When your business is small, it’s easy to know what’s going on. (After all, you’re the one on the front lines executing day after day.) But as your business grows, it becomes more difficult to track with all of the smaller developments. The question is, how do you stay connected?
3 Ways to Stay Connected With Your Business
Size isn't everything in the business world. Yes, generally speaking, it’s harder to keep the pulse of a business as it grows. But that’s a general rule of thumb - it shouldn’t be the expectation.
There are owners of small businesses who have no idea what’s going on inside their organizations. Then there are CEOs of global corporations who are so closely connected to their companies’ inner workings that they’re able to make split-second decisions with tremendous accuracy.
Size matters, but your approach matters much more. And if you’re looking to stay connected with your business, here are a few proactive steps that you can take:
Hold Better Meetings
The quantity of meetings you hold must decrease, while the quality must increase. In other words, it's time to reimagine your meetings and make better use of your time (and that of your employees). Here are a few suggestions:
Keep meetings short. There’s an old theory that says work expands to the time you schedule for it. If you give yourself 45 minutes for a meeting, you’ll make it last 45 minutes. But if you only allow 15 minutes, you’ll get it done in 15 minutes. And it’s for this reason that you always err on the side of shorter meetings. People will show up focused, there will be fewer distractions, and you’ll get the same amount of work done in less time.
Take meeting minutes. There should be absolutely no spectators in meetings. Only invite people who are integral to the content of the meeting. The only exception to this rule is inviting someone who can take meeting minutes. These minutes can then be shared with those who were not invited to the meeting to stay in the loop.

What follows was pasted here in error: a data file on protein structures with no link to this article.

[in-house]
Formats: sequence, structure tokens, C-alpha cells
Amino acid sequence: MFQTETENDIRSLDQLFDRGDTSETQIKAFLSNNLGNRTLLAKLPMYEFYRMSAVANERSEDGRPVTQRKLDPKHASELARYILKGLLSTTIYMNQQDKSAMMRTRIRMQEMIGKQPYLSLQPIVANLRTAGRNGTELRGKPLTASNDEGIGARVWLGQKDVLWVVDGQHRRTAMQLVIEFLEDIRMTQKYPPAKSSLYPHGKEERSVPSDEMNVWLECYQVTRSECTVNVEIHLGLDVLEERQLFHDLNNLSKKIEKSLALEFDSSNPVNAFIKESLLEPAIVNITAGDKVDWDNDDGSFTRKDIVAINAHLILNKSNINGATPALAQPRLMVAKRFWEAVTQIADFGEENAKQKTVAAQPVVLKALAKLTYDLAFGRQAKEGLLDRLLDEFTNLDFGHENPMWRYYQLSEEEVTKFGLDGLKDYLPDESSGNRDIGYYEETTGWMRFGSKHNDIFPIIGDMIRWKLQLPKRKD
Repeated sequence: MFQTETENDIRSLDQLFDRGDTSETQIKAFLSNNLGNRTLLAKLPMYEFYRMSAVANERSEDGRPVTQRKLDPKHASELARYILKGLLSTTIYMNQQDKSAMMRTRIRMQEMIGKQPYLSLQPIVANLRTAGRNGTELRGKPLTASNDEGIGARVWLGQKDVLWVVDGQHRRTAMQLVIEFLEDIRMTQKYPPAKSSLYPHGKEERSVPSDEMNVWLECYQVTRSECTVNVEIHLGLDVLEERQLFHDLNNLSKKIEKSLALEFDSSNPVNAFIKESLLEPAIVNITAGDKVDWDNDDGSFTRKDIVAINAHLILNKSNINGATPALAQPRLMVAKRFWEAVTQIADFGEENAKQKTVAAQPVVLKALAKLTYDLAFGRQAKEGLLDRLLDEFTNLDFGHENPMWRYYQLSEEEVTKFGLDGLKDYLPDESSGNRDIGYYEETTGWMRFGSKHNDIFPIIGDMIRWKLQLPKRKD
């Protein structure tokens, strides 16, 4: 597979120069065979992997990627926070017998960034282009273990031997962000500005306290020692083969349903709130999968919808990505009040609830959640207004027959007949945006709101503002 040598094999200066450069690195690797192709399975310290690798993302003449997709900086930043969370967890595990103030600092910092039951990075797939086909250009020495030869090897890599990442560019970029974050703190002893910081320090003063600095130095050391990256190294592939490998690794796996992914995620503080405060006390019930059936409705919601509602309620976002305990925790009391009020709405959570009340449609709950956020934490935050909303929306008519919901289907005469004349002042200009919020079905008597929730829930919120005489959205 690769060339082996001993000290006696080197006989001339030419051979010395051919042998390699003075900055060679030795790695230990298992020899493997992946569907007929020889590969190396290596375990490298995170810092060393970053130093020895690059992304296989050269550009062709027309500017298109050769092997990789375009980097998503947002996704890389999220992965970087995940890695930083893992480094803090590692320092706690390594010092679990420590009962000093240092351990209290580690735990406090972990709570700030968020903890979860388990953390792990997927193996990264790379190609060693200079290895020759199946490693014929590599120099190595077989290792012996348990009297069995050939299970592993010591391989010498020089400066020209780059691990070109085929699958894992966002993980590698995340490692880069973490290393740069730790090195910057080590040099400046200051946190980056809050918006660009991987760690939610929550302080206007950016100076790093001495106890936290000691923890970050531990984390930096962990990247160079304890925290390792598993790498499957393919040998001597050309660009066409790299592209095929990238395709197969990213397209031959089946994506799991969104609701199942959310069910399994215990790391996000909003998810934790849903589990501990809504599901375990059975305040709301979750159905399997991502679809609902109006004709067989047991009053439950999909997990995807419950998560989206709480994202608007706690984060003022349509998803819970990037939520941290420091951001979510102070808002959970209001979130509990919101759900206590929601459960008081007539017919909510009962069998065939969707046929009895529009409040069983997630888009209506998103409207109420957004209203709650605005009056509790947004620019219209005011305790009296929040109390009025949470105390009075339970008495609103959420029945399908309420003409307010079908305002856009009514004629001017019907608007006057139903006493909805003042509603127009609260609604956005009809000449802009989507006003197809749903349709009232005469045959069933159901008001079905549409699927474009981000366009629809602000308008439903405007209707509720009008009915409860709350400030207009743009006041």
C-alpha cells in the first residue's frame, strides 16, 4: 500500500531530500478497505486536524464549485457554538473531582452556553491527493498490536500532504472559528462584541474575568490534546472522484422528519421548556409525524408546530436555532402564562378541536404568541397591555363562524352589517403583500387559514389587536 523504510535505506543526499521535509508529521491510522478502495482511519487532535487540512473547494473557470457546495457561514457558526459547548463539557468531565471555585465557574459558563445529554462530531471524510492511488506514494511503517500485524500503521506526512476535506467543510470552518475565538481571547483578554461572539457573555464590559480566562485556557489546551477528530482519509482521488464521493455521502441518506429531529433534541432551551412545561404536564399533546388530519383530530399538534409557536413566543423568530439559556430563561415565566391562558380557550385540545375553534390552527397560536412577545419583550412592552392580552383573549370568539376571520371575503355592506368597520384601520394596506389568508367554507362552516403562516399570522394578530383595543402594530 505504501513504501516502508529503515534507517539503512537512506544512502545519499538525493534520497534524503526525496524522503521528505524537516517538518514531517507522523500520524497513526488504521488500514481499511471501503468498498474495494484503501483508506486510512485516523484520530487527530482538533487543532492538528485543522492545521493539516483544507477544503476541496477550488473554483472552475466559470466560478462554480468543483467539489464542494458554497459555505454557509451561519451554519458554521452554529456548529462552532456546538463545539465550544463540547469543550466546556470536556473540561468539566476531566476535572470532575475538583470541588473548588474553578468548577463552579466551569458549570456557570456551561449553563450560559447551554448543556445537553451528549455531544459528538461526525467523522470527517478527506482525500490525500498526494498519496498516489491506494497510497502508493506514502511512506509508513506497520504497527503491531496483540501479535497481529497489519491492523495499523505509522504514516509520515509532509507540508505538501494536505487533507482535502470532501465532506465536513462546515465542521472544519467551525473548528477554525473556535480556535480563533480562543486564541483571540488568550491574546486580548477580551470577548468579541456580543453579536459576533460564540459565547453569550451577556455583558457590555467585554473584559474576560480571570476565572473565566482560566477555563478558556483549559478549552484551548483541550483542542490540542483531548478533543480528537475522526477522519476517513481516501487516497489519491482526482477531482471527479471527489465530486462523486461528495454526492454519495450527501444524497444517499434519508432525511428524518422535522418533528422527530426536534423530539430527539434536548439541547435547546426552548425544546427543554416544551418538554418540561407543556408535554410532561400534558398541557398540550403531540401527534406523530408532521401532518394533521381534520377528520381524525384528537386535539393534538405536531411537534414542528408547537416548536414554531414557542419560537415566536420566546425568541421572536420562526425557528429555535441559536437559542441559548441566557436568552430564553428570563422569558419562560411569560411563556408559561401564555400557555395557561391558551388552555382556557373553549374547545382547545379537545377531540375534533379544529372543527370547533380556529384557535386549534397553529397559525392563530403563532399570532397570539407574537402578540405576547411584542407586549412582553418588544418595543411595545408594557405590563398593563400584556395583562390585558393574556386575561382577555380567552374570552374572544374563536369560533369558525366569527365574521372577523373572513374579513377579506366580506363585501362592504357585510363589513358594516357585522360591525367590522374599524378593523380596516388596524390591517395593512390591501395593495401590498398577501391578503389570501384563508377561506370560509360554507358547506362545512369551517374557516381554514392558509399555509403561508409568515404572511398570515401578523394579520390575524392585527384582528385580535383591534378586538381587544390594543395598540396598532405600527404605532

Assign tasks. While he was leading Apple, Steve Jobs was religious about assigning responsibility for tasks and decisions derived during meetings. Every task was given a Directly Responsible Individual (D.R.I) so that nothing slipped through the cracks after a meeting. You should implement a similar policy. (Not only does it improve the chances that the task gets done, but it also gives you a point person to follow up with after the fact.)
You might have other ideas to make your meetings more efficient, but this is a good start. And if you do nothing but apply these four principles to your existing meetings, you’ll see a noticeable improvement in your meetings’ quality. Not only will your schedule become more streamlined, but you’ll feel more in-tune with what’s happening in your business.
Sometimes you just need to be able to look at something and conduct a quick analysis of the health and status of your organization. And in today’s data-driven world, a dashboard builder is the perfect place to make this happen.
As datapine explains, “A dashboard builder is a visualization and management tool used to develop and interact with data, created with various graphs and charts that produce a single screen dashboard used to control, analyze, extract, and generate invaluable business insights.”
By creating dashboards for the areas of your business where you need to be able to identify trends and take a quick pulse, you can stay connected to your business without getting caught up in the weeds.
Keep Your Organization Flat
While a tall organization structure keeps you insulated from much of the “riff raff” that occurs at the lower rungs of the business, it also keeps you out of the loop. If you want to stay more closely connected to what’s happening, you should keep your organization as flat as possible.
A flat structure breeds trust, transparency, confidence, passion, autonomy, and an array of other benefits. And at the end of the day, it gives you a more agile business.
Staying in the Know
The more intentional and focused you are in your pursuit of staying connected with your business, the better your results will be. Certain strategies and techniques will flop, while others will stick. The important thing is that you’re constantly iterating and trying new things. You’ll eventually find an approach that works and your business (and leadership) will improve as a result.